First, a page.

When steam is generated, hot water is directed to vessel 213, where a portion of the hot water stream flashes into steam stream 214. At lower steam temperature where the steam is intended for direct contact heat exchange, compressor or blower 215 may be used to raise the pressure of the steam or a water powered eductor may be used to enable the lower pressure steam to contact the water. At higher steam temperatures and indirect heat exchange configurations, there may be sufficient pressure in the steam stream to enable the steam to move to the heat exchanger or direct contact application without a compressor or blower. Indirect heat exchange applications using steam generate condensate stream 219 that can be returned to heat transfer fluid loop 212.
Start-up of the fluidized bed heat exchanger introduces liquid and optionally gas into the zone below the heat exchanger. At start up, this zone may be filled with the solid fluidizing media in an un-fluidized state. If the liquid and optional gas are introduced under sufficient pressure, this pressure may exert a force on the heat exchanger tubes by pushing on the un-fluidized mass of solids. If sufficiently high, this force may damage the heat exchanger tubes. A method and device to avoid this potential occurrence includes first slowly introducing gas and/or liquid into one or more elongated members (e.g., perforated tubes or porous cylinders) that are vertically suspended through one or more portions of the bed of solid particles. The flow of this gas and/or liquid can be steadily increased to fluidize a portion of the bed in the vicinity of the elongated members. Once fluidized zones are established in this manner, the main flow of gas and/or liquid may then be slowly increased, forming a fluidized zone(s), allowing flow through the heat exchanger with little or no pressure build-up on the heat exchanger tubes. As the full flow develops, a stable fluidized bed flow pattern is established.
Waste heat from a heat engine in excess of that used by the wastewater treatment system may be rejected via conventional means or used elsewhere. This allows the heat engine to operate flexibly while continuously providing the heat needed by the biological processes in the wastewater treatment system. In this way, the power system can flexibly provide peaking power for both diurnal periods of high electricity demand and high wastewater flows, whether these demands or flows are synchronous or non-synchronous.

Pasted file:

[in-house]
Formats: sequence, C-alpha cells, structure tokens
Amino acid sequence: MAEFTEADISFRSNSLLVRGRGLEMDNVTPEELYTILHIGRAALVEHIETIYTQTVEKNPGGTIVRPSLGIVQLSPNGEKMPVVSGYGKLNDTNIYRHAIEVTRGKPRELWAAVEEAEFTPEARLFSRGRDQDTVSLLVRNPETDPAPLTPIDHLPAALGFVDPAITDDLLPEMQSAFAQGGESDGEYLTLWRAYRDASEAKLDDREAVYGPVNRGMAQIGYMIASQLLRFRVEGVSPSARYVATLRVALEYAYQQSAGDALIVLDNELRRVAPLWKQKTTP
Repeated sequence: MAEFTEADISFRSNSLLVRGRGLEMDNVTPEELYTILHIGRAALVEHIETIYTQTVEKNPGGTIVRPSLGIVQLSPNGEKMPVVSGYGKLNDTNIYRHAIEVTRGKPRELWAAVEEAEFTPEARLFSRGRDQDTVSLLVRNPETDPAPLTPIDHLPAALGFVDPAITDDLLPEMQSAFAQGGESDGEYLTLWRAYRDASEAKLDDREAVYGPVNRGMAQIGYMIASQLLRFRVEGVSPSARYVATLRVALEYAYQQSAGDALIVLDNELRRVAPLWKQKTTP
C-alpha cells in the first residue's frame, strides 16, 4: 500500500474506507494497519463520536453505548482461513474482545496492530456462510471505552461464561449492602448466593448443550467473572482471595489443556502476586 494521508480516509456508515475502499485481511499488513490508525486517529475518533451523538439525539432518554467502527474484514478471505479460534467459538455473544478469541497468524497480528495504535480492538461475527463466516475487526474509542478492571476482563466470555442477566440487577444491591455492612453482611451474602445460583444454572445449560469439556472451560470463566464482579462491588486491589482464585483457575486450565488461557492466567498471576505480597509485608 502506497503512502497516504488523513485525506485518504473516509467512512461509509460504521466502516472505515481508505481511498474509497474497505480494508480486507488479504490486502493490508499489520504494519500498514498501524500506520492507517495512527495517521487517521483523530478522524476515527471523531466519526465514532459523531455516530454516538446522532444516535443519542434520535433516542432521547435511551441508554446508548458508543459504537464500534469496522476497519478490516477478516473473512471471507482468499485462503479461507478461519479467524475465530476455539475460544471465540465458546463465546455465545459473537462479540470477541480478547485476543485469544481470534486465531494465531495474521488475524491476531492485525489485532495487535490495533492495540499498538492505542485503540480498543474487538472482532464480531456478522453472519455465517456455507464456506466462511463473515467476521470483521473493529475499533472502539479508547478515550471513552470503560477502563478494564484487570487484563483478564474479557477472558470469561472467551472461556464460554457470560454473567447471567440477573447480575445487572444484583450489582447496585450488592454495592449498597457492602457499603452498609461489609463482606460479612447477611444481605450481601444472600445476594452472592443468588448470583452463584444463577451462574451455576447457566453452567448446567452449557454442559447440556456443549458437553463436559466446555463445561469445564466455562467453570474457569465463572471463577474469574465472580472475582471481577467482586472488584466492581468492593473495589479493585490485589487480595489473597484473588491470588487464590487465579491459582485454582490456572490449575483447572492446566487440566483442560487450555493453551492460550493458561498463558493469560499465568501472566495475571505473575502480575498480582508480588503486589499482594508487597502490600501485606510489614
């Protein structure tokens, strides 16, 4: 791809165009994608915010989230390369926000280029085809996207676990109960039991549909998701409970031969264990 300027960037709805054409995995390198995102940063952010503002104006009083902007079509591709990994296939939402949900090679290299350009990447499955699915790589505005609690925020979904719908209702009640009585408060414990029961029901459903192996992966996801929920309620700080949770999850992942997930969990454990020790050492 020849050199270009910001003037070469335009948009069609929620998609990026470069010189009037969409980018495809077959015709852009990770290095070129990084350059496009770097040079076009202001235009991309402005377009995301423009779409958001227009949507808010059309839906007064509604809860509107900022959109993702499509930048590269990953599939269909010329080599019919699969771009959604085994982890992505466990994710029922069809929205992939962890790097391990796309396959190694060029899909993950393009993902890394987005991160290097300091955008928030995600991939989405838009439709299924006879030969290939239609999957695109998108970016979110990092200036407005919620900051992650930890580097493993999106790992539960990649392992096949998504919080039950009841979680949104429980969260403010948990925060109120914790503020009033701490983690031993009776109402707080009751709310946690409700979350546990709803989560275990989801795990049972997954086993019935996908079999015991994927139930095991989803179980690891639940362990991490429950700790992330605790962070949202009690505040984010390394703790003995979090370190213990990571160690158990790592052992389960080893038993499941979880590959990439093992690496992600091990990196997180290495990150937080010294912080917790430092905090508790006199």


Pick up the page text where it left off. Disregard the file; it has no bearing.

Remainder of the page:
In an example, during low flow conditions in the summer when the influent wastewater is relatively warm, the heat load to the biological process is low. However, electrical demand is often high in the summer due to air conditioning requirements. In this case, the heat engine may be run at full power and direct a relatively small portion of the waste heat to the biological process, using conventional heat rejection means for the balance of the rejected heat. In winter when the flow of wastewater is high, the influent wastewater is relatively cold, and the demand for electricity was low, the heat engine may be run at high enough power to produce enough heat to warm the wastewater to the design operating temperature.
A number of embodiments of the invention have been described. Nevertheless, it will be understood that various modifications may be made without departing from the spirit and scope of the invention. For example, some implementations may include one or more agitators to aid in the release of the analyte from the liquid sample. Further, multiple pumps and/or valves may be included in one or more vacuum paths to evacuate the container and/or to eliminate redundant system components or to facilitate the re-pressurization of the container. Accordingly, other embodiments are within the scope of the following claims.
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|U.S. Classification||210/605, 210/903, 210/617, 210/175, 210/151, 210/612, 210/259|
|Cooperative Classification||Y02W10/15, F28D13/00, F28C3/08, Y10S210/903, C02F3/085, C02F3/302, C02F3/1268, C02F2209/02|